When I wrote my first book in 1981, book publishing was pretty simple and straightforward: you sold your book to a publishing house, and they published your book.
Today, the array of publishing options available to authors is dazzling. Here’s a quick overview of the 5 basic categories of book publishing to help you choose the one that’s best for you:
1. Mainstream publishing
“Mainstream publishing” means selling your book to a traditional publishing house.
I have done this with all of my 80 books. My publishers include McGraw-Hill, Henry Holt & Company, John Wiley & Sons, HarperCollins, Prentice Hall, and Career Press.
One advantage of traditional publishing is that the money flows from the publisher to the author—as advances and royalties—rather than you paying them.
If you are writing a book for the prestige of being a published author—which can help establish you as a thought leader in your field—mainstream publishing is by far the most prestigious of the 5 publishing options listed here.
People are impressed when you show them a physical book that looks professionally produced—and when you tell them your publisher is Random House or John Wiley.
On the negative side, traditional publishing is a business in decline (it has been for decades) and these books have been selling fewer and fewer copies. Exceptions? Of course.
Despite this, I like mainstream publishing because someone else (the publisher) does most of the grunt work and I make money from the get-go.
“Self publishing” means paying a printer to print your book. You are also responsible for marketing and distribution.
Instead of the 8% royalty a mainstream publisher would pay you, you can earn 40% or more of the cover price per unit sold, depending on method of distribution.
Because you have a higher profit margin, self-publishing is a great option for speakers who want to sell their books at the back of the room.
Bottom line: self-publishing can potentially be more lucrative than mainstream publishing, though frequently it is not.
As for prestige of being a published author, self-publishing is less prestigious than mainstream publishing but more so than e-book publishing (see #4 and 5 below).
I have never self-published a real book. Decades ago, I self-published a book-length work as a typewritten, bound manual for a course I taught—and a small publisher picked it up and published it as a traditional book.
3. Publishing services
There are companies that are not “real” publishers but rather offer “publishing services”. Examples include iUniverse, Trafford Publishing, and Xlibris.
Typically these publishing services produce and publish your book for an up-front fee, and then pay you a royalty per book sold. But deals vary.
I have no experience with this category of book publishing. It seems to be an option for people who are looking to self-publish but want someone else to handle all the details.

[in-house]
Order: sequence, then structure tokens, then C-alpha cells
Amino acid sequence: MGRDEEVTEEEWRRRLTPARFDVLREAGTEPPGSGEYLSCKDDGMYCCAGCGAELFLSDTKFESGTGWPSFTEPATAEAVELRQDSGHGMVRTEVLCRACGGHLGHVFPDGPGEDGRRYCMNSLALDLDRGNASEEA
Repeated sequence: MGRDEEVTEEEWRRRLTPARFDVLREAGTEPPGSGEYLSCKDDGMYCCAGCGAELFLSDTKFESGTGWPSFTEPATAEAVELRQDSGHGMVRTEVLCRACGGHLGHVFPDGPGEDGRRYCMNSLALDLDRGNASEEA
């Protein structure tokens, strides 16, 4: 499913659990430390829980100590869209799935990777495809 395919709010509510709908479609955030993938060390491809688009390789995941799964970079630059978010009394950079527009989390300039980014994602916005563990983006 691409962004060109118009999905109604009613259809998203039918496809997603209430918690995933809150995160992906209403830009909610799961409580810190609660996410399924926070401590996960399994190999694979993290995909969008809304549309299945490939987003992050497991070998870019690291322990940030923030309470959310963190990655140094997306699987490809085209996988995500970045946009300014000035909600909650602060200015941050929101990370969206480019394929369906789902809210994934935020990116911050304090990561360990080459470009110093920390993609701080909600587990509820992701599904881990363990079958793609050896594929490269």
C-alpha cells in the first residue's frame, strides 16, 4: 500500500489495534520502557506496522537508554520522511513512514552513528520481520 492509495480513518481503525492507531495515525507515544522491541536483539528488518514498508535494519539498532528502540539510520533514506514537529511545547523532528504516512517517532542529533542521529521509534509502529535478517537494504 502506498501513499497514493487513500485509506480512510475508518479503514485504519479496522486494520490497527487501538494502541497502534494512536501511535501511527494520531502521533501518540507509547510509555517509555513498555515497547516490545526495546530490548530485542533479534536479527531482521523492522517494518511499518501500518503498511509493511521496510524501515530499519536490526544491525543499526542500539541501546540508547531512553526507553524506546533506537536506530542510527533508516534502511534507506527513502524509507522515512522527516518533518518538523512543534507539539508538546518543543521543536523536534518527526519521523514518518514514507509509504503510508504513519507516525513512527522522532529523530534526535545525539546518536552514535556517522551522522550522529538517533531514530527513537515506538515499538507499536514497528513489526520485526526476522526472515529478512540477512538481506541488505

The prestige is equal to or maybe a little above traditional self-publishing as described in #2 above.
4. PDF e-books
You can produce your book as a PDF and set up a website where people can purchase and download it.
There is very little prestige in writing an e-book. But the profit margins are close to 100% and so you can make a lot of money with this option.
Writing and selling PDF e-books is a good publishing option for authors who either want to maximize their revenues or get their ideas into published format quickly.
I have made hundreds of thousands of dollars selling e-books that are either collections of my previously published writing (columns, articles) or updates of my out-of-print paperback books. It is very lucrative.
5. Kindle e-books
A variation of #4 is to publish e-books for Kindle and sell them on Amazon.
Although there are rare stories of fortunes being made self-publishing e-books for Kindle, many Kindle authors have
limited sales and do it more for vanity. I don’t think having a Kindle e-book on amazon.com is terribly prestigious.
I have never self-published a book for Kindle, though many of my regular publishers sell e-book versions of my paperback and hardcover books for that platform.
* If you are writing a book to become a recognized expert in your field, go with a mainstream publisher (option #1).
* If you want a physical book to sell at the back of the room when you speak, self-publish a paperback (option #2).
* If you want to make a lot of money from book sales, publish PDF e-books and sell them online (option #4).
* If you want your work to be available for purchase on Amazon.com and you don’t want to write or publish a traditional book, publish it as an e-book for Kindle (#5).
Bob Bly is the author of “World’s Best Copywriting Secrets” and has written copy for more than 100 companies including IBM, Boardroom, Medical Economics and AT&T. He is the author of more than 75 books and a columnist for Target Marketing, Early To Rise and The Writer. McGraw-Hill calls him “America’s top copywriter”.